Different Venous Catheters: What is PICC, Hickman, Quinton, and Port-A-Cath?

Author: V. Dimov, M.D., Cleveland Clinic

Triple lumen catheter (central line)

This is the standard central line we use. It is also called triple lumen catheter (TLC).

Correct placement of right IJ TLC in distal superior vena cava (SVC). A right-sided pleural effusion is present.

Placement of TLC in left innominate vein
CXR report: Left ventricular enlargement. Calcified left perihilar lymph nodes are present from remote granulomatous disease. A calcified granuloma is in the left lower lobe. Left central line is in the left innominate vein.

Quinton catheter
A large-bore 2- or 3-lumen catheter used for hemodialysis. It functions as a bridge device during fistula maturation or a long-term vascular access for hemodialysis. A brand name is Quinton Permcath (sometimes called Permacath).

PICC (peripherally inserted central catheter)
The peripherally inserted central catheter (PICC) is inserted through the arm and threaded into a central vein. No surgery is needed. PICC is used for antibiotics (HIVAT) or chemotherapy. HIVAT is an abbreviation for home IV antibiotic treatment.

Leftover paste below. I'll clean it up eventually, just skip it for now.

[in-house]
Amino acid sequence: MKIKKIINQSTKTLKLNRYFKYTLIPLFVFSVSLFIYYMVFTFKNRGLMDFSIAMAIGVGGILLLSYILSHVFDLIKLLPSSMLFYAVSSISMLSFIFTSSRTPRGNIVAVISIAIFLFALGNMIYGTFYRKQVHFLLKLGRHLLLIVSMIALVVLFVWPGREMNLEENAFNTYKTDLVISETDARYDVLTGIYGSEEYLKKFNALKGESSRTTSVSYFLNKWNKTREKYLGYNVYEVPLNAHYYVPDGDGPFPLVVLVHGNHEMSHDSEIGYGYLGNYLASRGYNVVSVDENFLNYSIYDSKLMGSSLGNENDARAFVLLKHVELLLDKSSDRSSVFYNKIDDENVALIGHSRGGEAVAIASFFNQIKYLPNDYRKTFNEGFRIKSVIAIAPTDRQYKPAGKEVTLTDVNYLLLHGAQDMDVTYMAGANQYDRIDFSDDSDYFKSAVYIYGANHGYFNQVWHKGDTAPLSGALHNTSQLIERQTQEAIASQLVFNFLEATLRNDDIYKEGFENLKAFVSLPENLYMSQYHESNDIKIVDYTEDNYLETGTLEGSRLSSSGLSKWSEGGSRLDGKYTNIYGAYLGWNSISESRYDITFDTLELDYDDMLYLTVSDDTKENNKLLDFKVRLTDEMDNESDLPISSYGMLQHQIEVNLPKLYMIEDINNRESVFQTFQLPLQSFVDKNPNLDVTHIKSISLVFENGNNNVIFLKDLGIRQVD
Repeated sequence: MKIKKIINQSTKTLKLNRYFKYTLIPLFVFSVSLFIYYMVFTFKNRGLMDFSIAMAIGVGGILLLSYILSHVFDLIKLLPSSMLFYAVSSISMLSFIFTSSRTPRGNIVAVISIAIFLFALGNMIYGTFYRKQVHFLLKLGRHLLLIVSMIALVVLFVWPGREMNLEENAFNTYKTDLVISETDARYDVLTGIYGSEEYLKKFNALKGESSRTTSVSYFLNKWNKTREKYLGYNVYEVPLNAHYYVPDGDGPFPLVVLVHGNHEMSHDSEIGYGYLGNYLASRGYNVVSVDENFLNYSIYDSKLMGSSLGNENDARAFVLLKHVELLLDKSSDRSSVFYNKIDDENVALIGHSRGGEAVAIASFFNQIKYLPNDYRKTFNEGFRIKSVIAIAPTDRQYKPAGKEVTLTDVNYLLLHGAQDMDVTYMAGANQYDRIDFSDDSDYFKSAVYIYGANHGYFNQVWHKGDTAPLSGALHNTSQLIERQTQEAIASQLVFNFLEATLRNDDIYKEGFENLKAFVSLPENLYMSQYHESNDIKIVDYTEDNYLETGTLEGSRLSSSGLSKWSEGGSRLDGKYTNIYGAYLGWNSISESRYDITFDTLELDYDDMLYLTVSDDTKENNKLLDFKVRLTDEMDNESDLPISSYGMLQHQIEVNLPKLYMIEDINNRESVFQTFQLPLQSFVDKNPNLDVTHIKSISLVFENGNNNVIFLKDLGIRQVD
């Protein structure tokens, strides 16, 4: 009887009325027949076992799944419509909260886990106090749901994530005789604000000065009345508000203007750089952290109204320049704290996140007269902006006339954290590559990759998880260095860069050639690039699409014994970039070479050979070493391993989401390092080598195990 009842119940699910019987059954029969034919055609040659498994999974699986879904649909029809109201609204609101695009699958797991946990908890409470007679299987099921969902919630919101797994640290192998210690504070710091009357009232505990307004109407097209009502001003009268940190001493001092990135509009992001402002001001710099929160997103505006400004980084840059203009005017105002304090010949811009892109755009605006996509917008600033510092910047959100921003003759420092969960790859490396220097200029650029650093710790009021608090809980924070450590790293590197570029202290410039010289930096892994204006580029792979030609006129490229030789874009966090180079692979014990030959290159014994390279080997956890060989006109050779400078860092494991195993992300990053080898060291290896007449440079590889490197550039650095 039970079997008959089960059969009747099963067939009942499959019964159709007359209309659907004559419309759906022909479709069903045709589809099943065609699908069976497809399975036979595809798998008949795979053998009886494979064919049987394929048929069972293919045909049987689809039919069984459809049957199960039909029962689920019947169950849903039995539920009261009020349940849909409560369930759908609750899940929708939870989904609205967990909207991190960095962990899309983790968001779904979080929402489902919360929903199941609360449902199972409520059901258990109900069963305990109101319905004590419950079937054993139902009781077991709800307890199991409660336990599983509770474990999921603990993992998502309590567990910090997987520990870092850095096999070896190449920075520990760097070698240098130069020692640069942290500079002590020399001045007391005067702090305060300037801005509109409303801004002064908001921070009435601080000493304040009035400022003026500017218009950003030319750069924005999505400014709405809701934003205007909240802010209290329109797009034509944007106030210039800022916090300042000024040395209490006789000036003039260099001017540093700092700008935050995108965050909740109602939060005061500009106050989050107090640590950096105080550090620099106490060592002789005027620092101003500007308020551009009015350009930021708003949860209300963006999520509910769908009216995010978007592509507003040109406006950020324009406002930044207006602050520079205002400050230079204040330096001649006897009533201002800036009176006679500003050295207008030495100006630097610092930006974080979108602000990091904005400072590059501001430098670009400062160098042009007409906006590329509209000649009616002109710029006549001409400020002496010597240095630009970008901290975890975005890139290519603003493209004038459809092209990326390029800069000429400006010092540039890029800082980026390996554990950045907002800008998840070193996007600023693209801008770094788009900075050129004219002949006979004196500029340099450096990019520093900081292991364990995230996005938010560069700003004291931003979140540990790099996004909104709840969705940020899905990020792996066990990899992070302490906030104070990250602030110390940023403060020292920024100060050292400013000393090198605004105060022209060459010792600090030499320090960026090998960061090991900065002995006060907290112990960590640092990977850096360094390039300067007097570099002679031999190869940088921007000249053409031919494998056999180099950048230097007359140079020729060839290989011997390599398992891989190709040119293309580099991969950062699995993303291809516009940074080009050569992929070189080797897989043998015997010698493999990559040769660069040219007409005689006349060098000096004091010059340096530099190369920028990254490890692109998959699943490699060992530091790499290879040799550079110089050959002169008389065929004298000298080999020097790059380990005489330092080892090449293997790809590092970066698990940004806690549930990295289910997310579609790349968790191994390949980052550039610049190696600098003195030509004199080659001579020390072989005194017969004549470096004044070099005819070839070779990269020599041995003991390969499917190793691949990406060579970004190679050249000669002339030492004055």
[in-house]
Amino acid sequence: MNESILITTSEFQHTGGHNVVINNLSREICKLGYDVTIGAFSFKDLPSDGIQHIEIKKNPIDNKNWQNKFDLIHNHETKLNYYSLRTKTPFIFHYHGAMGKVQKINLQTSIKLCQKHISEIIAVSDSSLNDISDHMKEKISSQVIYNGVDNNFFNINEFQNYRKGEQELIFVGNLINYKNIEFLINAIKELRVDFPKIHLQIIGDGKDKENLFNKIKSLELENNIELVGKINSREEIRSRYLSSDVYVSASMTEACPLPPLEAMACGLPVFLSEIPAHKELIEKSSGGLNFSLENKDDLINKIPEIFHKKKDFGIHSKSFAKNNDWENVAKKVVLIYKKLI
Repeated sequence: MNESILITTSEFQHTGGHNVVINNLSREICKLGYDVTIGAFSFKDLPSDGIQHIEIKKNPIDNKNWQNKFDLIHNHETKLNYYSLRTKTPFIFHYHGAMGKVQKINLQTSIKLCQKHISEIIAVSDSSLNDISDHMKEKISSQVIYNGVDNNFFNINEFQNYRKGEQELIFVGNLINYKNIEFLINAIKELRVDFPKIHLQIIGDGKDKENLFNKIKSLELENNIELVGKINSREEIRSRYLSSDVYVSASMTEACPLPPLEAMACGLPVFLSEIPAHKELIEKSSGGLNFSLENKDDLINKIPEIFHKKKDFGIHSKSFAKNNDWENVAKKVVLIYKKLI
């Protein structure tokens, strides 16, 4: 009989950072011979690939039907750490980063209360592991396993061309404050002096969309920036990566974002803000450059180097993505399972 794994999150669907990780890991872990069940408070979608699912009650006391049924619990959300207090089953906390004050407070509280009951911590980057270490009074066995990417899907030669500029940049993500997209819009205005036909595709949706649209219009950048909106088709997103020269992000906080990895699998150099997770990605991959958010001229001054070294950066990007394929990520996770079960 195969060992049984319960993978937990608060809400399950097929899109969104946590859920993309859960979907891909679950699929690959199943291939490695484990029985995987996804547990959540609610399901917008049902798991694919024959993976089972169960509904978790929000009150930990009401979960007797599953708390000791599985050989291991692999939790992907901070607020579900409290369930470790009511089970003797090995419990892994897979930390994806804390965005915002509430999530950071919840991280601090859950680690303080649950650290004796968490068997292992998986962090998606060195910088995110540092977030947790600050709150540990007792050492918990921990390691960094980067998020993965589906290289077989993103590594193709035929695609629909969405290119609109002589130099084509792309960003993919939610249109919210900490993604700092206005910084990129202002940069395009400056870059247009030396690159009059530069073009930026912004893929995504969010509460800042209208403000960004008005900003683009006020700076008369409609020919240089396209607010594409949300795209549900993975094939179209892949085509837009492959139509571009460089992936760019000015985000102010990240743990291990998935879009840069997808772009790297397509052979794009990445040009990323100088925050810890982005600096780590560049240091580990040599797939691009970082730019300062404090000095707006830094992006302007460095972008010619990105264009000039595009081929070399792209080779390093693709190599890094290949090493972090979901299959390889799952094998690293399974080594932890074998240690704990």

PICC Line - correct position. CXR report: There is a focal area of subsegmental atelectasis or fibrosis in the right lung base. There is a left PICC line with its tip in the mid portion of the superior vena cava.

PICC lines enter a large central vein and a CXR is mandatory before the line is used to make sure that the line is in the correct place - in the distal portion of superior vena cava. PICC line can stay in place up to one year.

A midline is a 7-inch catheter (shorter than PICC) inserted in the antecubital region with the tip located in the axillary region. Thus CXR is usually not needed. Midlines can be used up to 4 weeks. Midlines are sometimes called halfway catheters because they end halfway to the superior vena cava. Midlines are not suitable for total parenteral nutrition or chemotherapy.

TCVC (Tunneled Central Venous Catheter)

The Hickman catheter is tunneled for several inches beneath skin from entry site to vein. This is a catheter with multiple lumens which is surgically placed in a large central vein.

Implantable Venous Access Port

This is a port of plastic or metal with a silicone septum. The catheter is surgically placed under the skin of the chest in a large central vein. The port is accessed by a needle and it is usually used for chemotherapy.

Vascular Access: Surgical Perspective. eMedicine, 2006.
Central Venous Access. eMedicine, 2005.
Different Ways To Give Chemotherapy. American Cancer Society, 2006.
Do you order a CXR for Midline placement? Clinical Notes.

Created: 03/20/2004
Updated: 10/28/2007

1 comment:

  1. To my knowedge a mideline can be in situ for max. 12 months nowadays!